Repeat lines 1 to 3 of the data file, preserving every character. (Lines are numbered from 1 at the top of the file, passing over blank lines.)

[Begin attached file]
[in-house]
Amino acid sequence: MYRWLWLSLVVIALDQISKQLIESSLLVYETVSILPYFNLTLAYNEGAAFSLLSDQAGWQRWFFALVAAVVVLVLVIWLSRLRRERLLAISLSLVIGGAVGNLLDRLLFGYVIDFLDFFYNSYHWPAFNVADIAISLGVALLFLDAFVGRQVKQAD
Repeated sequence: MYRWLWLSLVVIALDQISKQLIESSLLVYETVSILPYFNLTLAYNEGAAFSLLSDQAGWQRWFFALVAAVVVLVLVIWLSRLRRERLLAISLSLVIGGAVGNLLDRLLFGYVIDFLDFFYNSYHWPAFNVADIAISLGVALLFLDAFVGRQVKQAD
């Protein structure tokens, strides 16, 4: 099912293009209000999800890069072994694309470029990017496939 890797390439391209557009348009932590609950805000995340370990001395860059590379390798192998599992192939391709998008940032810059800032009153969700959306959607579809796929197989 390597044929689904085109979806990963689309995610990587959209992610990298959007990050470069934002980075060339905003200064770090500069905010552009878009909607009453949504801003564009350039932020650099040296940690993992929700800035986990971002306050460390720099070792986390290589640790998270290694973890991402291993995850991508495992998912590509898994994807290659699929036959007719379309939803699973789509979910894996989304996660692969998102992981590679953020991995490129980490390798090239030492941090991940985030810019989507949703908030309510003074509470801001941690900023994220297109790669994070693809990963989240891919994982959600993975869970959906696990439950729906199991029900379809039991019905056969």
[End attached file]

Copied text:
[in-house]
Amino acid sequence: MYRWLWLSLVVIALDQISKQLIESSLLVYETVSILPYFNLTLAYNEGAAFSLLSDQAGWQRWFFALVAAVVVLVLVIWLSRLRRERLLAISLSLVIGGAVGNLLDRLLFGYVIDFLDFFYNSYHWPAFNVADIAISLGVALLFLDAFVGRQVKQAD
Repeated sequence: MYRWLWLSLVVIALDQISKQLIESSLLVYETVSILPYFNLTLAYNEGAAFSLLSDQAGWQRWFFALVAAVVVLVLVIWLSRLRRERLLAISLSLVIGGAVGNLLDRLLFGYVIDFLDFFYNSYHWPAFNVADIAISLGVALLFLDAFVGRQVKQAD